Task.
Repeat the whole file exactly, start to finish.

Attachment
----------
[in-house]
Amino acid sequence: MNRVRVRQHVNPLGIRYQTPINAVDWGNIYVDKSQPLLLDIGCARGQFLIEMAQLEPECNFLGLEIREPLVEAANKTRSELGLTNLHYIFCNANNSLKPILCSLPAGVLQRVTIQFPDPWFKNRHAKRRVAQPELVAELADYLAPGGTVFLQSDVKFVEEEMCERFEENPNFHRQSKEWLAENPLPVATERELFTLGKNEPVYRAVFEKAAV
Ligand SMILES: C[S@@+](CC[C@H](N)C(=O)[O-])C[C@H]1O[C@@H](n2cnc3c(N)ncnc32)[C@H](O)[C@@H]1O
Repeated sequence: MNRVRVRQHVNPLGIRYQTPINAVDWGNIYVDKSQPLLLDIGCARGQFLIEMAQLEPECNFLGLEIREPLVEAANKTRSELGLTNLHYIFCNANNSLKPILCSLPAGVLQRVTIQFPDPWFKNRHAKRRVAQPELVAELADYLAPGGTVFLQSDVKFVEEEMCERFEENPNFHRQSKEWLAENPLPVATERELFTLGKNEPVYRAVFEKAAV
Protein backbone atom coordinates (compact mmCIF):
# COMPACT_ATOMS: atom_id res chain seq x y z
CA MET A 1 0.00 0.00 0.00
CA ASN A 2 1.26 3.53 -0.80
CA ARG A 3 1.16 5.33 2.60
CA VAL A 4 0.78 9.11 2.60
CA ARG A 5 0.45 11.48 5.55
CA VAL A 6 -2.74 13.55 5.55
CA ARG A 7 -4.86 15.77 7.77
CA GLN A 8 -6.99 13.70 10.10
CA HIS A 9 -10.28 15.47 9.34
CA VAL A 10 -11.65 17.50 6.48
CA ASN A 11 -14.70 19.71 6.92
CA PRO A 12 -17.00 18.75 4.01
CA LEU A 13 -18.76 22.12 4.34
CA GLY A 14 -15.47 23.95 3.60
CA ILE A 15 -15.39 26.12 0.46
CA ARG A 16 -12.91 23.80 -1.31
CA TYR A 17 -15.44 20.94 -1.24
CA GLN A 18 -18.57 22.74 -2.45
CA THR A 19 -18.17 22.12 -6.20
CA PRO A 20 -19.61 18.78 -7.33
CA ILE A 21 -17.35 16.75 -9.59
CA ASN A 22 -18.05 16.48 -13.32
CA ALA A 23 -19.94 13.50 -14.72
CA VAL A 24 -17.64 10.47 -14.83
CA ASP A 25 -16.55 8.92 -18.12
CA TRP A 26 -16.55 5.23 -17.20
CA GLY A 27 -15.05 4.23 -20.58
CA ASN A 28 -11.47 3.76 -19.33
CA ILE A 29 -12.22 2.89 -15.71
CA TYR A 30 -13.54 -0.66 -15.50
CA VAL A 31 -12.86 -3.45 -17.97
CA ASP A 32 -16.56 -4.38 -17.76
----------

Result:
[in-house]
Amino acid sequence: MNRVRVRQHVNPLGIRYQTPINAVDWGNIYVDKSQPLLLDIGCARGQFLIEMAQLEPECNFLGLEIREPLVEAANKTRSELGLTNLHYIFCNANNSLKPILCSLPAGVLQRVTIQFPDPWFKNRHAKRRVAQPELVAELADYLAPGGTVFLQSDVKFVEEEMCERFEENPNFHRQSKEWLAENPLPVATERELFTLGKNEPVYRAVFEKAAV
Ligand SMILES: C[S@@+](CC[C@H](N)C(=O)[O-])C[C@H]1O[C@@H](n2cnc3c(N)ncnc32)[C@H](O)[C@@H]1O
Repeated sequence: MNRVRVRQHVNPLGIRYQTPINAVDWGNIYVDKSQPLLLDIGCARGQFLIEMAQLEPECNFLGLEIREPLVEAANKTRSELGLTNLHYIFCNANNSLKPILCSLPAGVLQRVTIQFPDPWFKNRHAKRRVAQPELVAELADYLAPGGTVFLQSDVKFVEEEMCERFEENPNFHRQSKEWLAENPLPVATERELFTLGKNEPVYRAVFEKAAV
Protein backbone atom coordinates (compact mmCIF):
# COMPACT_ATOMS: atom_id res chain seq x y z
CA MET A 1 0.00 0.00 0.00
CA ASN A 2 1.26 3.53 -0.80
CA ARG A 3 1.16 5.33 2.60
CA VAL A 4 0.78 9.11 2.60
CA ARG A 5 0.45 11.48 5.55
CA VAL A 6 -2.74 13.55 5.55
CA ARG A 7 -4.86 15.77 7.77
CA GLN A 8 -6.99 13.70 10.10
CA HIS A 9 -10.28 15.47 9.34
CA VAL A 10 -11.65 17.50 6.48
CA ASN A 11 -14.70 19.71 6.92
CA PRO A 12 -17.00 18.75 4.01
CA LEU A 13 -18.76 22.12 4.34
CA GLY A 14 -15.47 23.95 3.60
CA ILE A 15 -15.39 26.12 0.46
CA ARG A 16 -12.91 23.80 -1.31
CA TYR A 17 -15.44 20.94 -1.24
CA GLN A 18 -18.57 22.74 -2.45
CA THR A 19 -18.17 22.12 -6.20
CA PRO A 20 -19.61 18.78 -7.33
CA ILE A 21 -17.35 16.75 -9.59
CA ASN A 22 -18.05 16.48 -13.32
CA ALA A 23 -19.94 13.50 -14.72
CA VAL A 24 -17.64 10.47 -14.83
CA ASP A 25 -16.55 8.92 -18.12
CA TRP A 26 -16.55 5.23 -17.20
CA GLY A 27 -15.05 4.23 -20.58
CA ASN A 28 -11.47 3.76 -19.33
CA ILE A 29 -12.22 2.89 -15.71
CA TYR A 30 -13.54 -0.66 -15.50
CA VAL A 31 -12.86 -3.45 -17.97
CA ASP A 32 -16.56 -4.38 -17.76